ASM Materials Solutions 2000
Institute for Molecular Manufacturing,
Baverstam Associates [19-Mar-2007: DRF is now employed by the Navy]
|Srikanth Raghunathan, Nanomat, Inc.|
Nanophase Technologies Corp.
|Institute for Molecular Manufacturing|
Palo Alto, California
The purpose of this session is to provide the ASM materials community with relevant information on an important specialization of the diverse technological arena called "Nanotechnology." Molecular manufacturing refers to the production of complex structures via synthesis of materials and devices to atomic precision. Programmable, replicating assembler systems will enable the construction of macroscopic objects that are essentially atomically perfect. This technology, which is now being developed, and which has been bolstered this year by the $497 million National Nanotechnology Initiative, will have important consequences for the manufacture of both primary materials and finished products. The intended audience for this session is senior level corporate management involved in technology strategy, research directors in government institutions, conference attendees involved in technology policy, and academic researchers looking for new pursuits in materials synthesis or interested in education policy.
1. Molecular nanotechnology: the long term goal: Ralph C. Merkle, Zyvex, Inc., Richardson, Texas.
Manufactured products are made from atoms. The properties of those products depend on the arrangement of those atoms. Today's manufacturing methods arrange atoms statistically, without control over the placement of individual atoms. Casting, milling, lithography, and other traditional "bulk" manufacturing technologies provide only approximate control over the molecular structure of the product being manufactured. In the future, we will be able to inexpensively manufacture products with almost every atom in its proper place. This will be essential for the manufacture of molecular computers, and will also let us make diamondoid structures of remarkable strength and lightness.
2. Toward Computation as a Property of Matter: Progress Toward Molecular-Scale Electronic Computers: James C. Ellenbogen, Ph.D., Principal Scientist, Nanosystems Group, The MITRE Corporation, McLean, VA 22102.
In the not-too-distant future, computation will become a property of matter. Materials will be engineered to incorporate computation along with their other desirable structural properties, in much the same way that color is incorporated in and on the materials with which we now fabricate buildings, vehicles, and appliances. This outcome is a natural extension of recent demonstrations of molecular-scale electronic devices--i.e., wires and switches that are made from individual molecules. Eventually such devices and the computer circuitry made from them will become commonplace components of everyday objects, making them "smart" and sensitive to their environs. Even now, recent progress in molecular electronics research and development promises to surpass the rate and degree of miniaturization that is possible for conventional, solid-state microelectronics. The speaker will review and explain these exciting recent developments which promise to produce molecular-scale electronic computer circuits that will be as much as one million times smaller and denser than conventional microelectronics. Further, he will discuss how this trend and related trends in the manufacture of ultraminiaturized computers are likely to have a very significant impact on materials science. That is, he will explain how these developments toward nanometer-scale electronics also seem likely to produce a technology in which matter will acquire desirable physical and economic properties much like those of software.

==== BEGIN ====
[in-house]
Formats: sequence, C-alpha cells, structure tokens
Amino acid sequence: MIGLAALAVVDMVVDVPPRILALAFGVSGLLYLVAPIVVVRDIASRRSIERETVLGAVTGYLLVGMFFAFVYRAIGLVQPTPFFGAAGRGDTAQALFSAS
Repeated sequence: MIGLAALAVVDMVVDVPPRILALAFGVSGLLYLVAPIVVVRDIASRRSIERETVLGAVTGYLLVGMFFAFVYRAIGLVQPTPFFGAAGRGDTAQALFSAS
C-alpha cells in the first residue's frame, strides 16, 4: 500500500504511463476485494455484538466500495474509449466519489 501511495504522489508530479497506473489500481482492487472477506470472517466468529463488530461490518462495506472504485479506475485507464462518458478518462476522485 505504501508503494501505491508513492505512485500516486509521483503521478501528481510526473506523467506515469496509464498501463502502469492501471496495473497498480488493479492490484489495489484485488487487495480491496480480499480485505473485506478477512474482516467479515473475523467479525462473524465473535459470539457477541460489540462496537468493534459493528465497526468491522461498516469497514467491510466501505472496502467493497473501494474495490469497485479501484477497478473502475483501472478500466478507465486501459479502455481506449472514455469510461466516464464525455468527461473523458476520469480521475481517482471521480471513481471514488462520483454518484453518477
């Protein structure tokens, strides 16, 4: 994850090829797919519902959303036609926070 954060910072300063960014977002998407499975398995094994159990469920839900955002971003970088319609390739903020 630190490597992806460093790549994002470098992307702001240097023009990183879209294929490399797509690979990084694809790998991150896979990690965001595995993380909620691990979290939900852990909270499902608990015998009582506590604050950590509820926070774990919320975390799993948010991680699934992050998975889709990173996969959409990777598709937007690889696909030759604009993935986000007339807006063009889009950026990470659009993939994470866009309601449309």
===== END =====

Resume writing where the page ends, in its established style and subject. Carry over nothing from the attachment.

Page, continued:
3. Nanotubes and Prospects for their use in Nanotechnology Systems: Prof. Rodney S. Ruoff, Dept of Physics, Washington University, St. Louis, MO 63130-4899
This talk will outline some prospective uses of nanotubes, particularly of carbon but also of boron nitride, in nanotechnology. Concepts including controlled mechanochemistry, nanopipette, and the mechanics of nanotubes, will be presented. This will be followed by a more detailed description of the mechanics of nanotubes as measured with new nanomanipulation tools. The tensile stiffness and strength, and the response to point indentation on the sidewall (local "squashing" and mechanical response to such applied load) will be presented. It will be seen that nanotubes offer interesting possibilities for positioning and control at the length scale of atoms.
4. Using DNA to explore molecular self-assembly strategies: B. Yurke, Bell Laboratories, Murray Hill, New Jersey